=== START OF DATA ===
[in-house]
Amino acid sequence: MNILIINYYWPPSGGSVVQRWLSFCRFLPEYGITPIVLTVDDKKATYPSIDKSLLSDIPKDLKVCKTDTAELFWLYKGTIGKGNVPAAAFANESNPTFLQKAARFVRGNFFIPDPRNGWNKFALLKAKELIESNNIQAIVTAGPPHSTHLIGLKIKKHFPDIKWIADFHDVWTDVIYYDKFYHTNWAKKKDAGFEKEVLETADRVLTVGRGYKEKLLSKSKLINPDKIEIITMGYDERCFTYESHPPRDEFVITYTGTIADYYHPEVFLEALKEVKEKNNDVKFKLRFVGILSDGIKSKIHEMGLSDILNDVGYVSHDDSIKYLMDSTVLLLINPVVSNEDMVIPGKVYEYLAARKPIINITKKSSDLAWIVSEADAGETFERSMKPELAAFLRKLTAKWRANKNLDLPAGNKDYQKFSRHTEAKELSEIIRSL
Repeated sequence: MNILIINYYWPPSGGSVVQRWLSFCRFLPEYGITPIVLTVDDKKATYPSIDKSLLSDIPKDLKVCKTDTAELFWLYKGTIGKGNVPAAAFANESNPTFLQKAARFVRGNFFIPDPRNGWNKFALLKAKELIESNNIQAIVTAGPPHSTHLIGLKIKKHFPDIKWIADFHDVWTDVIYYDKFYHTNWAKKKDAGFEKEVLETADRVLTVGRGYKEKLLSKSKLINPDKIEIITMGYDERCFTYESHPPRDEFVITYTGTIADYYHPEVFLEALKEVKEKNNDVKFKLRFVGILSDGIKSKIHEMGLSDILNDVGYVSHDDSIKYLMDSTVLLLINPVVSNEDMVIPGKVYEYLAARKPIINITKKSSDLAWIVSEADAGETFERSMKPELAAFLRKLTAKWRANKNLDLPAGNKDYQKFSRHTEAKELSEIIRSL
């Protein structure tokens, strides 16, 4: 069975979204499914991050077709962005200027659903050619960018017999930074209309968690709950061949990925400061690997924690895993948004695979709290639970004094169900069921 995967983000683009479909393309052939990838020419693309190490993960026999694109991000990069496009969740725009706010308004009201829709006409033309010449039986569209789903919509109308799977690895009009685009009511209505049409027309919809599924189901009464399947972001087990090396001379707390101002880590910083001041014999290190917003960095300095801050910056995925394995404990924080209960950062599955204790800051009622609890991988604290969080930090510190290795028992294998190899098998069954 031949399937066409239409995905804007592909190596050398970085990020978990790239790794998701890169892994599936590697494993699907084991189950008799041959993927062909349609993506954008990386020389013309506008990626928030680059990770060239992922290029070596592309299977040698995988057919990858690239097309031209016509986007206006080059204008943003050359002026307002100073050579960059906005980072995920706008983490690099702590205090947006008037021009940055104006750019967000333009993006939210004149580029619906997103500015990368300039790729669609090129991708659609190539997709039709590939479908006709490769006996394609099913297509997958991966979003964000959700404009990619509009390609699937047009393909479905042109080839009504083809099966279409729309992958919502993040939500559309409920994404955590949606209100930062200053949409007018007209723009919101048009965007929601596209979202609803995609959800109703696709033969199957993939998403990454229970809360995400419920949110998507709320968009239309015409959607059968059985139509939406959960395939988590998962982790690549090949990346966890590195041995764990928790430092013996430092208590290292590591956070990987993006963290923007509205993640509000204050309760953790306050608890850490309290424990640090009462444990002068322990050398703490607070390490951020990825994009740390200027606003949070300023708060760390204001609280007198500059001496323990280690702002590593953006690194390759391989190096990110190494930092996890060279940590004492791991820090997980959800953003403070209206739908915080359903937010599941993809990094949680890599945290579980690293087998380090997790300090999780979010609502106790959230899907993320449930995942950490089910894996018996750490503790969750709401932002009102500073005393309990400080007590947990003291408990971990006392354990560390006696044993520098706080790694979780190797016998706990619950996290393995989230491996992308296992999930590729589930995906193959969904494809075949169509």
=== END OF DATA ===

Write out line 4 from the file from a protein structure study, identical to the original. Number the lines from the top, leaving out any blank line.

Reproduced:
């Protein structure tokens, strides 16, 4: 069975979204499914991050077709962005200027659903050619960018017999930074209309968690709950061949990925400061690997924690895993948004695979709290639970004094169900069921 995967983000683009479909393309052939990838020419693309190490993960026999694109991000990069496009969740725009706010308004009201829709006409033309010449039986569209789903919509109308799977690895009009685009009511209505049409027309919809599924189901009464399947972001087990090396001379707390101002880590910083001041014999290190917003960095300095801050910056995925394995404990924080209960950062599955204790800051009622609890991988604290969080930090510190290795028992294998190899098998069954 031949399937066409239409995905804007592909190596050398970085990020978990790239790794998701890169892994599936590697494993699907084991189950008799041959993927062909349609993506954008990386020389013309506008990626928030680059990770060239992922290029070596592309299977040698995988057919990858690239097309031209016509986007206006080059204008943003050359002026307002100073050579960059906005980072995920706008983490690099702590205090947006008037021009940055104006750019967000333009993006939210004149580029619906997103500015990368300039790729669609090129991708659609190539997709039709590939479908006709490769006996394609099913297509997958991966979003964000959700404009990619509009390609699937047009393909479905042109080839009504083809099966279409729309992958919502993040939500559309409920994404955590949606209100930062200053949409007018007209723009919101048009965007929601596209979202609803995609959800109703696709033969199957993939998403990454229970809360995400419920949110998507709320968009239309015409959607059968059985139509939406959960395939988590998962982790690549090949990346966890590195041995764990928790430092013996430092208590290292590591956070990987993006963290923007509205993640509000204050309760953790306050608890850490309290424990640090009462444990002068322990050398703490607070390490951020990825994009740390200027606003949070300023708060760390204001609280007198500059001496323990280690702002590593953006690194390759391989190096990110190494930092996890060279940590004492791991820090997980959800953003403070209206739908915080359903937010599941993809990094949680890599945290579980690293087998380090997790300090999780979010609502106790959230899907993320449930995942950490089910894996018996750490503790969750709401932002009102500073005393309990400080007590947990003291408990971990006392354990560390006696044993520098706080790694979780190797016998706990619950996290393995989230491996992308296992999930590729589930995906193959969904494809075949169509």